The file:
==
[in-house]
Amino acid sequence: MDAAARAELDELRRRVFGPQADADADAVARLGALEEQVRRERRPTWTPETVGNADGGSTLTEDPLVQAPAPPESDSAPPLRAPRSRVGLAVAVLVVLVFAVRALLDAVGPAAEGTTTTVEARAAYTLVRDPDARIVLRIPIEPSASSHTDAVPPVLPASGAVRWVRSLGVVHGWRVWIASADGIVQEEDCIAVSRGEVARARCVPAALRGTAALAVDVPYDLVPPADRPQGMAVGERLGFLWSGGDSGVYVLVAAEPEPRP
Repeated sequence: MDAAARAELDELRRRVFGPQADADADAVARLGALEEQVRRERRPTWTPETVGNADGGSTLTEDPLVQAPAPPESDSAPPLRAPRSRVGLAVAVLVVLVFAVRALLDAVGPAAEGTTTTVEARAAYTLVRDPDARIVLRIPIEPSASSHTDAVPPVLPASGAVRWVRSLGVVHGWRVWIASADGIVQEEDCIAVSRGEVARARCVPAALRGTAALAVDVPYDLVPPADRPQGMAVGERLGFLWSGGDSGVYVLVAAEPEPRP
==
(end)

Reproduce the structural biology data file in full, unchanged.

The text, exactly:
[in-house]
Amino acid sequence: MDAAARAELDELRRRVFGPQADADADAVARLGALEEQVRRERRPTWTPETVGNADGGSTLTEDPLVQAPAPPESDSAPPLRAPRSRVGLAVAVLVVLVFAVRALLDAVGPAAEGTTTTVEARAAYTLVRDPDARIVLRIPIEPSASSHTDAVPPVLPASGAVRWVRSLGVVHGWRVWIASADGIVQEEDCIAVSRGEVARARCVPAALRGTAALAVDVPYDLVPPADRPQGMAVGERLGFLWSGGDSGVYVLVAAEPEPRP
Repeated sequence: MDAAARAELDELRRRVFGPQADADADAVARLGALEEQVRRERRPTWTPETVGNADGGSTLTEDPLVQAPAPPESDSAPPLRAPRSRVGLAVAVLVVLVFAVRALLDAVGPAAEGTTTTVEARAAYTLVRDPDARIVLRIPIEPSASSHTDAVPPVLPASGAVRWVRSLGVVHGWRVWIASADGIVQEEDCIAVSRGEVARARCVPAALRGTAALAVDVPYDLVPPADRPQGMAVGERLGFLWSGGDSGVYVLVAAEPEPRP